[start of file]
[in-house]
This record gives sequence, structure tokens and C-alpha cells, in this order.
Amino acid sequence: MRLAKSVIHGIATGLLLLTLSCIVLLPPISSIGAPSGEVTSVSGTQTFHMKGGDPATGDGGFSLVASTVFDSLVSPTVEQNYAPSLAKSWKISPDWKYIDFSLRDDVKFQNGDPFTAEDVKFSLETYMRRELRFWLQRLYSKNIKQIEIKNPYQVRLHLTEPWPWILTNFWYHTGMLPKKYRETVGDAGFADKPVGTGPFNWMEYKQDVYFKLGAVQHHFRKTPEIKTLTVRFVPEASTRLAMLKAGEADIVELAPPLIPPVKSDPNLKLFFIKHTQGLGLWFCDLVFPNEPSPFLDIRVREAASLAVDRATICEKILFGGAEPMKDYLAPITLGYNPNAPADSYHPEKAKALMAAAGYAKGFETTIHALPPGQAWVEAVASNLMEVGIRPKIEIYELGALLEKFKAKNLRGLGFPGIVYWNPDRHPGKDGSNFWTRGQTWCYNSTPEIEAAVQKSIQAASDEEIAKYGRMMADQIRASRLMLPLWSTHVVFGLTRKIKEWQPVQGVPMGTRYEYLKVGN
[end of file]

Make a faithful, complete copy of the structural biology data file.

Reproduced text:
[in-house]
This record gives sequence, structure tokens and C-alpha cells, in this order.
Amino acid sequence: MRLAKSVIHGIATGLLLLTLSCIVLLPPISSIGAPSGEVTSVSGTQTFHMKGGDPATGDGGFSLVASTVFDSLVSPTVEQNYAPSLAKSWKISPDWKYIDFSLRDDVKFQNGDPFTAEDVKFSLETYMRRELRFWLQRLYSKNIKQIEIKNPYQVRLHLTEPWPWILTNFWYHTGMLPKKYRETVGDAGFADKPVGTGPFNWMEYKQDVYFKLGAVQHHFRKTPEIKTLTVRFVPEASTRLAMLKAGEADIVELAPPLIPPVKSDPNLKLFFIKHTQGLGLWFCDLVFPNEPSPFLDIRVREAASLAVDRATICEKILFGGAEPMKDYLAPITLGYNPNAPADSYHPEKAKALMAAAGYAKGFETTIHALPPGQAWVEAVASNLMEVGIRPKIEIYELGALLEKFKAKNLRGLGFPGIVYWNPDRHPGKDGSNFWTRGQTWCYNSTPEIEAAVQKSIQAASDEEIAKYGRMMADQIRASRLMLPLWSTHVVFGLTRKIKEWQPVQGVPMGTRYEYLKVGN